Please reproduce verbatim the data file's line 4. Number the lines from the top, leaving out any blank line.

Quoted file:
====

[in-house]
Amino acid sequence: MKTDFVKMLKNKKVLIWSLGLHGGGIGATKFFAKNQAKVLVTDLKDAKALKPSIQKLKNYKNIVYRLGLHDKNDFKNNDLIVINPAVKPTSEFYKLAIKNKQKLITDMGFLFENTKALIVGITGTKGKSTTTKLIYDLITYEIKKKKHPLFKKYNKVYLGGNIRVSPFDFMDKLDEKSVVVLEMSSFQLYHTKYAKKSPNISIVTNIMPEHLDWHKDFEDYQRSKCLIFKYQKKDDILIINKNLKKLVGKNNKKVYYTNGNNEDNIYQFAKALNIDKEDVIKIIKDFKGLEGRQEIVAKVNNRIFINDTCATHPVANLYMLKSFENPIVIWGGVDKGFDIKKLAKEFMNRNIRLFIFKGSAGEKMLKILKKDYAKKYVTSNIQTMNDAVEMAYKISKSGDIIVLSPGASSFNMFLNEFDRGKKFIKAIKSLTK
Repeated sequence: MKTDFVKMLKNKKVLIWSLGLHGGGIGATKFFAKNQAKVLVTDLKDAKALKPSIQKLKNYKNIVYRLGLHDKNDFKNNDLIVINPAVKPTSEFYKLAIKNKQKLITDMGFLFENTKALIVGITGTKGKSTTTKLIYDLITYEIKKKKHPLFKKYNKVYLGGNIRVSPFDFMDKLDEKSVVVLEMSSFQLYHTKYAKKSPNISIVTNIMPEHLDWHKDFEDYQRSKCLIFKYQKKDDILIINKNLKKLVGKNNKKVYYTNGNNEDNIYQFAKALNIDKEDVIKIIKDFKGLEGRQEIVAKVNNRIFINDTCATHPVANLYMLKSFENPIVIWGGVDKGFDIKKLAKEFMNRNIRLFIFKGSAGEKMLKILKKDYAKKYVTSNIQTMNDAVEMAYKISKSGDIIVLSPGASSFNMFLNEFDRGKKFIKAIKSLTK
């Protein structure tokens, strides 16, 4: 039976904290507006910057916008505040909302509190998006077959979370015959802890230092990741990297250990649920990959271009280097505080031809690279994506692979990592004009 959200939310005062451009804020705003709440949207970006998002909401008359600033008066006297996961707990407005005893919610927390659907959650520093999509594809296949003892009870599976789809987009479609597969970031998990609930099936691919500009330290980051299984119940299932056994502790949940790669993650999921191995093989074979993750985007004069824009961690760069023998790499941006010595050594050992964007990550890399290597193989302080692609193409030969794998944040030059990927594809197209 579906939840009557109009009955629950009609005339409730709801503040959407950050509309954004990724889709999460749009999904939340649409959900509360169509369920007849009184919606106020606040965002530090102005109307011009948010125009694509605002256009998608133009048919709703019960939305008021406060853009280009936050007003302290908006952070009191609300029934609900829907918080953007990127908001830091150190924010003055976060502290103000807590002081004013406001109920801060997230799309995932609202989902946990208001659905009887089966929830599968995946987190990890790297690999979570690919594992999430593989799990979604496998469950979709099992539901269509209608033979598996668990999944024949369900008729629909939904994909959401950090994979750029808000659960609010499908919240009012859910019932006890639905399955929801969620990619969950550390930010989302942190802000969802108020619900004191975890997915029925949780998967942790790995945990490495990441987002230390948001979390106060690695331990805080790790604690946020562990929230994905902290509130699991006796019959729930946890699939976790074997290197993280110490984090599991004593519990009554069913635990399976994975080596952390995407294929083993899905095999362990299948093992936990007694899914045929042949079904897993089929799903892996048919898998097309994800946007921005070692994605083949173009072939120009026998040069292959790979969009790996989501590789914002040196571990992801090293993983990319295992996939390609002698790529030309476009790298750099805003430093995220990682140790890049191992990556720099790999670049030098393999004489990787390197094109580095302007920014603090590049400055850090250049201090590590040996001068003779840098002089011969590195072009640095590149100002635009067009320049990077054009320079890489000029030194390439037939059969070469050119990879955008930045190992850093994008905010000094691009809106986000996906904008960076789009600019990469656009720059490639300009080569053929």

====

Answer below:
């Protein structure tokens, strides 16, 4: 039976904290507006910057916008505040909302509190998006077959979370015959802890230092990741990297250990649920990959271009280097505080031809690279994506692979990592004009 959200939310005062451009804020705003709440949207970006998002909401008359600033008066006297996961707990407005005893919610927390659907959650520093999509594809296949003892009870599976789809987009479609597969970031998990609930099936691919500009330290980051299984119940299932056994502790949940790669993650999921191995093989074979993750985007004069824009961690760069023998790499941006010595050594050992964007990550890399290597193989302080692609193409030969794998944040030059990927594809197209 579906939840009557109009009955629950009609005339409730709801503040959407950050509309954004990724889709999460749009999904939340649409959900509360169509369920007849009184919606106020606040965002530090102005109307011009948010125009694509605002256009998608133009048919709703019960939305008021406060853009280009936050007003302290908006952070009191609300029934609900829907918080953007990127908001830091150190924010003055976060502290103000807590002081004013406001109920801060997230799309995932609202989902946990208001659905009887089966929830599968995946987190990890790297690999979570690919594992999430593989799990979604496998469950979709099992539901269509209608033979598996668990999944024949369900008729629909939904994909959401950090994979750029808000659960609010499908919240009012859910019932006890639905399955929801969620990619969950550390930010989302942190802000969802108020619900004191975890997915029925949780998967942790790995945990490495990441987002230390948001979390106060690695331990805080790790604690946020562990929230994905902290509130699991006796019959729930946890699939976790074997290197993280110490984090599991004593519990009554069913635990399976994975080596952390995407294929083993899905095999362990299948093992936990007694899914045929042949079904897993089929799903892996048919898998097309994800946007921005070692994605083949173009072939120009026998040069292959790979969009790996989501590789914002040196571990992801090293993983990319295992996939390609002698790529030309476009790298750099805003430093995220990682140790890049191992990556720099790999670049030098393999004489990787390197094109580095302007920014603090590049400055850090250049201090590590040996001068003779840098002089011969590195072009640095590149100002635009067009320049990077054009320079890489000029030194390439037939059969070469050119990879955008930045190992850093994008905010000094691009809106986000996906904008960076789009600019990469656009720059490639300009080569053929």